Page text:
No significant precipitation fell across much of this region during this past week, through the data cutoff time on Tuesday morning. The past week was slightly cooler than average for the Upper Colorado River Basin, and fairly seasonal in terms of precipitation. Another large slug or two of moisture like what was realized at the end of February will be necessary in order for basin-wide snowpack numbers to achieve median status by peak season. East of the divide conditions were much cooler than average and mostly dry with less than a tenth of an inch of precipitation across most of the region. On short timescales eastern Colorado is not at a deficit precipitation-wise with the exception of the northeast corner of the state, which is still holding onto average soil moisture conditions. With the cold temperatures keeping things dormant, lack of substantial winds, and recent snowfall events the recent dryness east of the divide this week should be relatively inconsequential. No changes were made to the drought depiction as precipitation was not far off of normal.
The lack of winter storms across the Great Basin prompted the intensification of drought conditions across eastern Nevada and western Utah. SPI values out through 9 months indicate conditions at least as intense as D1, with shorter time period SPI values indicating even more intense conditions…
The Pacific Northwest and California
The winter continues to be dry for much of this region as no significant rains fell this past week. Abnormally dry conditions expanded across northwest Oregon to near Tillamook. The rest of the area remained unchanged, but will be monitored closely in the coming weeks…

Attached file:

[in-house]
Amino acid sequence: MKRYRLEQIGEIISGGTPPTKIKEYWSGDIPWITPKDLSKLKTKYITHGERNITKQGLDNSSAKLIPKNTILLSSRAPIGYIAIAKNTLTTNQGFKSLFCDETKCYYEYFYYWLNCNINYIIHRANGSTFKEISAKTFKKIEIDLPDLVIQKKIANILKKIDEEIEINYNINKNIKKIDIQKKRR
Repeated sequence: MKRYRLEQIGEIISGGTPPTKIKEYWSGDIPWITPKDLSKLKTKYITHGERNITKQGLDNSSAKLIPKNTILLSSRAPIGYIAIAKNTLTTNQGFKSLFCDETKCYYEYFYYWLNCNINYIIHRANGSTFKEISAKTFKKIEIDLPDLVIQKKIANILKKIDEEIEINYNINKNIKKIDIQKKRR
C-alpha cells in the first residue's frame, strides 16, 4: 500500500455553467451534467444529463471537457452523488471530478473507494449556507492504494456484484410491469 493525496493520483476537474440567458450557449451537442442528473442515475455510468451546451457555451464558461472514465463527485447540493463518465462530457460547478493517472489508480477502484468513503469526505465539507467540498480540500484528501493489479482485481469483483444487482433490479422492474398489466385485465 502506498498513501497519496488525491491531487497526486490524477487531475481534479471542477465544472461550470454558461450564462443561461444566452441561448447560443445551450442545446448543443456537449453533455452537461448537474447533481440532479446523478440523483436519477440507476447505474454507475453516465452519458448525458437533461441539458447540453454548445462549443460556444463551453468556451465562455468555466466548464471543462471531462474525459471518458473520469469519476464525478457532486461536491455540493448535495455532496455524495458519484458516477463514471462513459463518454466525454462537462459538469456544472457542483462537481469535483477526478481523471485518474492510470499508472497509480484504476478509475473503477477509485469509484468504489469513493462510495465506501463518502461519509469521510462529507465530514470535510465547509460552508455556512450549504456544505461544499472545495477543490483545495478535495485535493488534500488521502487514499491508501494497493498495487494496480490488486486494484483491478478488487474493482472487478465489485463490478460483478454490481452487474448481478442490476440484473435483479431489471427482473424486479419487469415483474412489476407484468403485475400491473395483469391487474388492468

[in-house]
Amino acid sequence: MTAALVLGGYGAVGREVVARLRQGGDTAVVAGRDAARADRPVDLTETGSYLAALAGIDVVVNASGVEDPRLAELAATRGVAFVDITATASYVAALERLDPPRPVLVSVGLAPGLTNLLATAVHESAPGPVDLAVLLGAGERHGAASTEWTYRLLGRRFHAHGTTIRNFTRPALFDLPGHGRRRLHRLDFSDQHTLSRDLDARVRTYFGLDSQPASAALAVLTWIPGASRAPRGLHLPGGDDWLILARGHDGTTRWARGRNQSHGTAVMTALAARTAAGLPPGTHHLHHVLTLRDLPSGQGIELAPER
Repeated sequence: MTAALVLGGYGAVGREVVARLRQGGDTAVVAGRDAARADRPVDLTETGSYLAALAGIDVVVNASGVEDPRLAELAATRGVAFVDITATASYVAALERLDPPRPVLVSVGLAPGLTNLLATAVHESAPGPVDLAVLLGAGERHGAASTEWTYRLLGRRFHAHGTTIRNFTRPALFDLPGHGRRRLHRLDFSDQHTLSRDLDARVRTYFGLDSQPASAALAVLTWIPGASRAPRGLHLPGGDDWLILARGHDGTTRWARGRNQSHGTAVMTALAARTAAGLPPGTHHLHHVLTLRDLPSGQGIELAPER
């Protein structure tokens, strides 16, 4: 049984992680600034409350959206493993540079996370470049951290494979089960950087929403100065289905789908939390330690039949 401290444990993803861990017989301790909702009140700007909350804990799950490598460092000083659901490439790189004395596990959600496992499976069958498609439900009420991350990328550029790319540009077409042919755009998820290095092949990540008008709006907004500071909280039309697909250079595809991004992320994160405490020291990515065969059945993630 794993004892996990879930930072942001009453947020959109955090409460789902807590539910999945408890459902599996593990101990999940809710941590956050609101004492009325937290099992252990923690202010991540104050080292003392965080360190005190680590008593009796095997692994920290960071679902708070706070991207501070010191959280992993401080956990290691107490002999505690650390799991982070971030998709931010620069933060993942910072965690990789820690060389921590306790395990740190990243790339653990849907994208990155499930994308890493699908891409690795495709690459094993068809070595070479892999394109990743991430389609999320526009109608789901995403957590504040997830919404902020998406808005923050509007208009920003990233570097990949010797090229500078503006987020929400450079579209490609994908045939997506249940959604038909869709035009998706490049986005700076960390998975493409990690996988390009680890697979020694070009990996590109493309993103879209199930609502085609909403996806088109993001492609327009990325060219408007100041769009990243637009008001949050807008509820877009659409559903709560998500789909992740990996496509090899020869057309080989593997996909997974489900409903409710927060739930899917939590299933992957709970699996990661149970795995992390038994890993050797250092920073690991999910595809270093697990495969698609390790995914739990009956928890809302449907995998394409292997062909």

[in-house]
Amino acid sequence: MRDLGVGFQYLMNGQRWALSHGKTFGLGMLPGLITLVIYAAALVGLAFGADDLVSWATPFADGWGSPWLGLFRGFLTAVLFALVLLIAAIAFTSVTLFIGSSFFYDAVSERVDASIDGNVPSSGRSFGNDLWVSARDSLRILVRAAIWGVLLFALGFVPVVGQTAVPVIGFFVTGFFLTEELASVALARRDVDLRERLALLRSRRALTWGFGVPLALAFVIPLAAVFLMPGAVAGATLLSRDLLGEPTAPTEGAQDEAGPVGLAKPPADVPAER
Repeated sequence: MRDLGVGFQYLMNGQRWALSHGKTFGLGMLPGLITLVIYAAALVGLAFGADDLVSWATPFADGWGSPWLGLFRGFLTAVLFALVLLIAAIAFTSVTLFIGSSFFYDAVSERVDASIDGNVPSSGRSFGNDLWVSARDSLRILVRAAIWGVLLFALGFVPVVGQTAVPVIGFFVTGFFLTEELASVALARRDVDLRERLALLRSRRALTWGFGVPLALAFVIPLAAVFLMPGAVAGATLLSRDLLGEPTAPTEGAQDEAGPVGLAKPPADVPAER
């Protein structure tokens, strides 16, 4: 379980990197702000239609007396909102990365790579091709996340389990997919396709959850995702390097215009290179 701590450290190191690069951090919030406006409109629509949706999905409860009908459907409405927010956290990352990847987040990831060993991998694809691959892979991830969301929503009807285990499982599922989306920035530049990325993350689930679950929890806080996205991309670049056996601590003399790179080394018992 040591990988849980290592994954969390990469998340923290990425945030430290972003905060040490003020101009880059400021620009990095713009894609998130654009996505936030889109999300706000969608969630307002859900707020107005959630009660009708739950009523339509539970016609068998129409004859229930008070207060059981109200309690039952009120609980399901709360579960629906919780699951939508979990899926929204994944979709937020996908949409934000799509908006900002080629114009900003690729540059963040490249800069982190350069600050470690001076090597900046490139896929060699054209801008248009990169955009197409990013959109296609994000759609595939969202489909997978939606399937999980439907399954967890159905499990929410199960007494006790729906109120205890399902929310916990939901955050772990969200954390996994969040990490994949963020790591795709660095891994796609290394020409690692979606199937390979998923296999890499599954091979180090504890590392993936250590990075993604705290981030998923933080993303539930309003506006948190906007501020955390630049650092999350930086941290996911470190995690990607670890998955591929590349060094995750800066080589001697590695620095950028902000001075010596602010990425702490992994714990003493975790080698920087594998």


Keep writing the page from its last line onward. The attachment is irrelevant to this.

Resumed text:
Through March 17, two low-pressure systems are forecast to impact the contiguous 48 states during the next 5 days. One is forecast to move across the northern tier while another is forecast to bring significant rains (more than 3.0 inches) to the Gulf Coast and Lower Mississippi Valley. These two systems are forecast to phase over the northeast, with precipitation spreading from west to east across that region. Some flow into the front range of the Rockies, with upper-level support is likely to bring some spring snows to southwest Colorado.
For the ensuing 5 days (Mar 17 -21), below median precipitation is favored along the west coast, and from the Great Lakes to the Southeast, while an upper-level trough supports above median precipitation over the Southwest, most of the Rockies, and portions of the southern and central Great Plains. Western and Southern Alaska are expected to experience an active weather pattern with above median precipitation.
@NatureNews: Do humans deserve their own geologic epoch?
Do humans deserve their own geologic epoch? http://t.co/57UtpSRndR pic.twitter.com/vXcGFAuD0O
— nature (@Nature) March 12, 2015
Short and stark: 135 Years of Rising Temperatures in Less Than 30 Seconds via @BBGVisualData
Short and stark: 135 Years of Rising Temperatures in Less Than 30 Seconds via @BBGVisualData http://t.co/ykvgI1KUxQ
— John Sanderson (@JSandersonCO) March 12, 2015